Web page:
How to Build a Better Tulip

Reviewer's rating

I am very very distantly related to Alexander Dumas. My mother’s great aunt was his great, great something or other. I raise this not becuase I want to show off my literary pedigree, but because I am wondering now if, had I ever got around to reading my distant ancestor’s The Black Tulip (on which this is loosely based) this show might have been a touch less baffling to me.

Sadly, I fear not.

This is an extremely confusing and confused piece of work. There are plots and sub-plots aplenty, but none make a great deal of sense nor truly serve a dramatic purpose. Why is Persimmon working for the CIA/MI5 and investigating (while also sleeping with) Adrian, a third rate scientist at a low grade university? Why are the police convinced that Adrian is an eco-terrorist? Why, after 400+ years are two people haunted by connected ghosts finally brought together? What does South America have to do with any of this? Who was Audrey’s late husband and does it matter? What is going on with the graduate student who is so bright she’s turned down places at Oxford and Cambridge yet seems utterly gullible and completely at the whims of her intellectual inferiors? These are not questions to which I recieved a satisfactory answer.

The play was delivered at breakneck speed by the cast. At times in such a way that it became even harder to fathom what was being said and what was going on. This pacing was interupted abruptly though by overlong scene changes which seemed to take forever, breaking up the fast pace of the show and also giving the audience too much time to think about what they weren’t getting from the show.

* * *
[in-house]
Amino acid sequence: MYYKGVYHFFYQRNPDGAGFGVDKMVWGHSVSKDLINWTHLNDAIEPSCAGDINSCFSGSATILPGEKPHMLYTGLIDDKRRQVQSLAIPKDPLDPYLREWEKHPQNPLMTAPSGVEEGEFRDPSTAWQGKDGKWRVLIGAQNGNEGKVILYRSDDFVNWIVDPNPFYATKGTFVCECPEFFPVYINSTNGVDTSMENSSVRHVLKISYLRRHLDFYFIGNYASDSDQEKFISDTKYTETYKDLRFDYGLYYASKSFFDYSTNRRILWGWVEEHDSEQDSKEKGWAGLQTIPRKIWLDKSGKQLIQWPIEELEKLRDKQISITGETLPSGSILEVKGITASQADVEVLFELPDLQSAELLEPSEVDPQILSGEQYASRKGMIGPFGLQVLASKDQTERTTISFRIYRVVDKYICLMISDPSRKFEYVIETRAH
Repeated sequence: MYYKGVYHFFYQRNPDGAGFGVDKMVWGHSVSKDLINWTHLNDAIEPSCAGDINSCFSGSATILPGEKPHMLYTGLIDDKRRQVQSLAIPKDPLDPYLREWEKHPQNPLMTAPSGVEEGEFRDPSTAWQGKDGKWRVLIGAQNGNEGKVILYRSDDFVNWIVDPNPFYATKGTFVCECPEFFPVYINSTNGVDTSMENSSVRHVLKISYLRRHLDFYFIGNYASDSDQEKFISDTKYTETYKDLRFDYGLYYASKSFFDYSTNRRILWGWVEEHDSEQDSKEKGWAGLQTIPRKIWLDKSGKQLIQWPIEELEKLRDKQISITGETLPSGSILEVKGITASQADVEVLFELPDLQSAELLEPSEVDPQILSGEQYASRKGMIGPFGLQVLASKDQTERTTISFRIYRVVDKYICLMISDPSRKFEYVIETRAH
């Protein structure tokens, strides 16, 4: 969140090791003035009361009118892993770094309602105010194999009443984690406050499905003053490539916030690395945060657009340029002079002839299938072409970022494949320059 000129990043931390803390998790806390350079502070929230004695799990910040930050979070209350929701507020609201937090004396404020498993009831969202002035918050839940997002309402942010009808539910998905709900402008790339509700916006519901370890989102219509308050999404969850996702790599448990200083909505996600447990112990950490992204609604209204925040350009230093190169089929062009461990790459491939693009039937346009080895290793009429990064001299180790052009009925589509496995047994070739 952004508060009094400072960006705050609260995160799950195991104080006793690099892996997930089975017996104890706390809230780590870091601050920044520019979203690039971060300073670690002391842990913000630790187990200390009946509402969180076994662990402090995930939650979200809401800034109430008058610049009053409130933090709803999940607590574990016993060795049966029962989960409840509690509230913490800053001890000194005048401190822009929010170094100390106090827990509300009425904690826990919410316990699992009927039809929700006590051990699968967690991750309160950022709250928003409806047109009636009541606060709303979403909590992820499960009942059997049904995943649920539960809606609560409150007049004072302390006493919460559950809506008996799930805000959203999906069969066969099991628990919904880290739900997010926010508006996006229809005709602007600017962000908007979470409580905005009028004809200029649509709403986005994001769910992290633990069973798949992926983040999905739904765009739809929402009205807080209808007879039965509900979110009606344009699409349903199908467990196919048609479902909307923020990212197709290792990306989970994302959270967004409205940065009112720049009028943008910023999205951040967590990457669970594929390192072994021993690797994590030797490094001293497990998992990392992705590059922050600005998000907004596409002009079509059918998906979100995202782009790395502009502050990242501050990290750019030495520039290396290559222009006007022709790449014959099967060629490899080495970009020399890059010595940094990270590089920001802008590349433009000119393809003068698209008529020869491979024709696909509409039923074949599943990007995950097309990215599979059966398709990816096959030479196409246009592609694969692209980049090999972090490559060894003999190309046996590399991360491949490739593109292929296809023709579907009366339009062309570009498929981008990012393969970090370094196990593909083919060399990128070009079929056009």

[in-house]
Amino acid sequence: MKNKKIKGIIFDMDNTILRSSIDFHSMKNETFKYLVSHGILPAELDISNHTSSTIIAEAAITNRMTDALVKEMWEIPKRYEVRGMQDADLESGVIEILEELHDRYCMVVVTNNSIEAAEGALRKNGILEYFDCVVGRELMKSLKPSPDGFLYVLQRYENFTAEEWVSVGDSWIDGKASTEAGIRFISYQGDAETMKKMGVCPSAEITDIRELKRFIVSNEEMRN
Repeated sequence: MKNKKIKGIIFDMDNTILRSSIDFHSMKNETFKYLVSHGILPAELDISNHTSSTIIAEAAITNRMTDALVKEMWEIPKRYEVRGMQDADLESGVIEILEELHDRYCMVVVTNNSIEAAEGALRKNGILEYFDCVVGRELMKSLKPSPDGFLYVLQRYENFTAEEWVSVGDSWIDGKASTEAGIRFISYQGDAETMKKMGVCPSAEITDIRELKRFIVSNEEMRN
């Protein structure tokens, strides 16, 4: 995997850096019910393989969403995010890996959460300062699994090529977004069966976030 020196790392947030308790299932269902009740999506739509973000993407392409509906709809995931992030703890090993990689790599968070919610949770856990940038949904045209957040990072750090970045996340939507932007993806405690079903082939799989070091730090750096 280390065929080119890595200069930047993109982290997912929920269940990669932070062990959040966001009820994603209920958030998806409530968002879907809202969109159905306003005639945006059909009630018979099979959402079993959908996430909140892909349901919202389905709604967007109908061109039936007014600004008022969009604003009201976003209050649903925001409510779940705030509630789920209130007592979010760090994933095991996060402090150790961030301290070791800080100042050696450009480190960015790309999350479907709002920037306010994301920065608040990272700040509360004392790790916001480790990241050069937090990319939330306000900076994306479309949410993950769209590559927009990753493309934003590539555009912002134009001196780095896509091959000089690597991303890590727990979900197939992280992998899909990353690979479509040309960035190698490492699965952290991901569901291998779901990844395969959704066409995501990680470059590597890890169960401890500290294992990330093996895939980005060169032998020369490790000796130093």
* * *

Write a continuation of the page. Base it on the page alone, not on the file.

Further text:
How to Build a Better Tulip is a play that has had several revivals and has been transposed from the US to the UK. None of this seems to have been done with much care. Cultural references remain that are significantly out of date (for example, within the space of one scene, a charatcer tells us he is not yet 40 and also that he had a spot of teenage bother for defacing a poster of Thatcher – who, at the most generous estimate – would have left power when he was seven). The whole thing seems oddly slapdash for a piece that is clearly writer and director Giesser’s passion project.

Maybe this is the problem. Giesser has clearly become wedded to this piece over time and as such has lost the ability needed to distance himself enough to see and deal with its flaws. That’s very human and very understandable. But I am afraid it doesn’t make for a very entertaining piece of theatre for the rest of us.